Revolutionary Summer by Joseph Ellis: John Adams remains the greatest

Hot damn, Revolutionary Summer.


If you feel like there might be a whiff of scandal around the name of Joseph Ellis, there is! Ellis, who won a Pulitzer for Founding Brothers: The Revolutionary Generation, also falsely claimed to have commanded a platoon in Vietnam, when what he really did was teach history at West Point. 


Sir. Teaching history at West Point is nothing to sniff at. But I get that you might have some weird "I feel bad for not having fought in a war" thing when you write so much about them. But still. It's ok. You just keep writing short but informative histories about our Founding Fathers.

So Revolutionary Summer: The Birth of American Independence unsurprisingly deals with the summer of 1776. The way Ellis differentiates this from SO MANY other books about that year is he says that most people write either about the Continental Congress, or the Continental Army, and you have to write about both because they affected each other. Fair. Point. Sir.

I didn'…

Summertime Madness (hahaha I'm not reading)

So what with travel, summer doings, and general heat-produced languor, books and other reading materials have fallen by the wayside, AS WELL THEY SHOULD. Life is for living! Out! out, gentle sirs, into the world to explore its manifold treasures and wonders!


But no, reading's the shit, and I've been doing a little of it. I'll climb back on that horse for reals soon, but for now I'm kind of dithering by the barn.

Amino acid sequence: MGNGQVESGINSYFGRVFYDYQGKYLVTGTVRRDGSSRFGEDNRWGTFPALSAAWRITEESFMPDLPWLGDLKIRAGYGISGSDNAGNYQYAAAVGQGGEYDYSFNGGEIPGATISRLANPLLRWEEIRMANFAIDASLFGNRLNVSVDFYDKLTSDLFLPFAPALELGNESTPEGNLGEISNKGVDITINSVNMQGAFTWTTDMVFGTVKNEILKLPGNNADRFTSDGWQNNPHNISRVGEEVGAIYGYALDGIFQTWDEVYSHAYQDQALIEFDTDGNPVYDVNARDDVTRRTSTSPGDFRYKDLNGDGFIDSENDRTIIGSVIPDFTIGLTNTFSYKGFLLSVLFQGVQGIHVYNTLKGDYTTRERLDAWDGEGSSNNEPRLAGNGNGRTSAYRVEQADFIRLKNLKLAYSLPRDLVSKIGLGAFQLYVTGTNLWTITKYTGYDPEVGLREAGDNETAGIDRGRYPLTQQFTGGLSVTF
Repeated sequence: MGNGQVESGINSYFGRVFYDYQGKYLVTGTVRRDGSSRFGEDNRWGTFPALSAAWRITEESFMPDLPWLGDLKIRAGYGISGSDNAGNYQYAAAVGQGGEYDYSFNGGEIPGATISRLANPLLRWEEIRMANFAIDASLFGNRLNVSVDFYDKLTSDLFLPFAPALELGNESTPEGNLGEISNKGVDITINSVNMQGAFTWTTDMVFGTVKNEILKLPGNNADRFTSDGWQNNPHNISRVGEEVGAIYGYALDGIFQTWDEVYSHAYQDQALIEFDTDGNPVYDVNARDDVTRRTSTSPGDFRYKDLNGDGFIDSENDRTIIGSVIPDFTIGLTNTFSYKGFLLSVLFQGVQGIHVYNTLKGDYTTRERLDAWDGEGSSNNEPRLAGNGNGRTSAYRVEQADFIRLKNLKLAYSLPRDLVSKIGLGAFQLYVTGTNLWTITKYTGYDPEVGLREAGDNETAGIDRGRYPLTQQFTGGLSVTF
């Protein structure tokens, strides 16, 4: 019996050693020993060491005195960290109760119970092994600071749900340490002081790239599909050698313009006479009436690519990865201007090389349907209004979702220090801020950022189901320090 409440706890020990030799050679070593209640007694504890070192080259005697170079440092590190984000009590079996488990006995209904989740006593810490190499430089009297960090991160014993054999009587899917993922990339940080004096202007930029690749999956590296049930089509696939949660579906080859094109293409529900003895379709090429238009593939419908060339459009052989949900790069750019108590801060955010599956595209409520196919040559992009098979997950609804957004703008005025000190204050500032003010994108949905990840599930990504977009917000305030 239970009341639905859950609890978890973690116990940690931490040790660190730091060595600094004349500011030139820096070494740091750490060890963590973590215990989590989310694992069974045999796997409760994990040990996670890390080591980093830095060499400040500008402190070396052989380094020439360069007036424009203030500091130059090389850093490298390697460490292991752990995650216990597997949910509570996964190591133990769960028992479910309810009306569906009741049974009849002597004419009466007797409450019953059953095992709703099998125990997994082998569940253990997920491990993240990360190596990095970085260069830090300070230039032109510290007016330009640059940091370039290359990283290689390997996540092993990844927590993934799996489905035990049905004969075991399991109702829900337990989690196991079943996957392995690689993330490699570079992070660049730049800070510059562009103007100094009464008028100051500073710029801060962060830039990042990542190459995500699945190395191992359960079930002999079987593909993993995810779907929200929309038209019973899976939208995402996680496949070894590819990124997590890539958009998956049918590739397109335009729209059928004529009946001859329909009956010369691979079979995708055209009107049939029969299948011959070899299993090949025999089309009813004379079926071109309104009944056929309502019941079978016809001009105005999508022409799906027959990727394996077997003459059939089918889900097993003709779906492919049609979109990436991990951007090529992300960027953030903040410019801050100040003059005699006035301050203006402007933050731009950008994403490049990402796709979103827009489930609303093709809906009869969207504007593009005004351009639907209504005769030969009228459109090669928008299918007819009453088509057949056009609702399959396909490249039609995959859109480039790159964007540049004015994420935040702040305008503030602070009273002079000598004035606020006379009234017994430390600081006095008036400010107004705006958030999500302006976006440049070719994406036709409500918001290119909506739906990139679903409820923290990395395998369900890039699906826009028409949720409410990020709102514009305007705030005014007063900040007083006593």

I just read volume 1 of East of West, and HOLY SHIT, YOU GUYS. 

I think I've discovered with comics that if I'm not really into them, I shouldn't continue. Because there are some comics I'm really, really into, and enough of them exist that I don't have to make myself read Hawkeye. I am not saying Hawkeye is bad. It's probably great. But after trying that, Sex Criminals, and Bitch Planet, I've come to the conclusion that I am just not on board with that guy and his wife's writing. I feel the same, weirdly enough, about Locke &…

San Francisco: Oh shit, I knew I left my heart somewhere

From Los Angeles, I flew to foggy San Francisco! To remind all, I was turning 30 but mainly stalking the sites of the 1958 Hitchcock film Vertigo. Have we all seen Vertigo? No? Mm, maybe rectify that.


Vertigo is the shit. The first time I saw it at age 19, I didn't like it. I hated the ending. I made my friend rewind it and stop it at a different part so I could pretend that was the ending (...I do this with several movies). But then I watched it again. And again. And a few more times. EVERY time, I get something different out of it. The way I see it has changed almost 180 degrees in the last 10 years. And there's still a lot about it I don't understand, but I'm psyched to figure it out.

When I was 19 and first getting into it, all I wanted to do was go to San Francisco and visit the filming sites. But that seemed pretty impossible. This year, I suddenly went "Hey. You're a grown-up. You have money. You have the ability to get on a plane. And most importantly, y…